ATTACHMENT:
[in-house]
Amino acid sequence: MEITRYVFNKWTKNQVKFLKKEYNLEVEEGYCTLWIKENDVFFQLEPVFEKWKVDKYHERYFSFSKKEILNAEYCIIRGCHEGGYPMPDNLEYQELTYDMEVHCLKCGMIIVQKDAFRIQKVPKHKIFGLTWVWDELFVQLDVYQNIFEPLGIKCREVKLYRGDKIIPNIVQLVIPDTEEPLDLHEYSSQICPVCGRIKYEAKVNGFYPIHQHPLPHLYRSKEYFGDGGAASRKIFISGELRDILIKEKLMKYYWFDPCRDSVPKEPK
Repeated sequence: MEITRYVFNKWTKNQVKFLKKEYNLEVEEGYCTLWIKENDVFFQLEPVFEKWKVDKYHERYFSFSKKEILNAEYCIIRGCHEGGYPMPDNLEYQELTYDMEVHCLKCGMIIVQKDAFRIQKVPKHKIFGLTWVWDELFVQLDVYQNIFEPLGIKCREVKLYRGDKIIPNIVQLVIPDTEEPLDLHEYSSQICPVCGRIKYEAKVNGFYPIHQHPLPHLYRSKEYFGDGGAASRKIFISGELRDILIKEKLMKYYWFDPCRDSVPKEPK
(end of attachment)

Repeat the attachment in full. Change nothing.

[in-house]
Amino acid sequence: MEITRYVFNKWTKNQVKFLKKEYNLEVEEGYCTLWIKENDVFFQLEPVFEKWKVDKYHERYFSFSKKEILNAEYCIIRGCHEGGYPMPDNLEYQELTYDMEVHCLKCGMIIVQKDAFRIQKVPKHKIFGLTWVWDELFVQLDVYQNIFEPLGIKCREVKLYRGDKIIPNIVQLVIPDTEEPLDLHEYSSQICPVCGRIKYEAKVNGFYPIHQHPLPHLYRSKEYFGDGGAASRKIFISGELRDILIKEKLMKYYWFDPCRDSVPKEPK
Repeated sequence: MEITRYVFNKWTKNQVKFLKKEYNLEVEEGYCTLWIKENDVFFQLEPVFEKWKVDKYHERYFSFSKKEILNAEYCIIRGCHEGGYPMPDNLEYQELTYDMEVHCLKCGMIIVQKDAFRIQKVPKHKIFGLTWVWDELFVQLDVYQNIFEPLGIKCREVKLYRGDKIIPNIVQLVIPDTEEPLDLHEYSSQICPVCGRIKYEAKVNGFYPIHQHPLPHLYRSKEYFGDGGAASRKIFISGELRDILIKEKLMKYYWFDPCRDSVPKEPK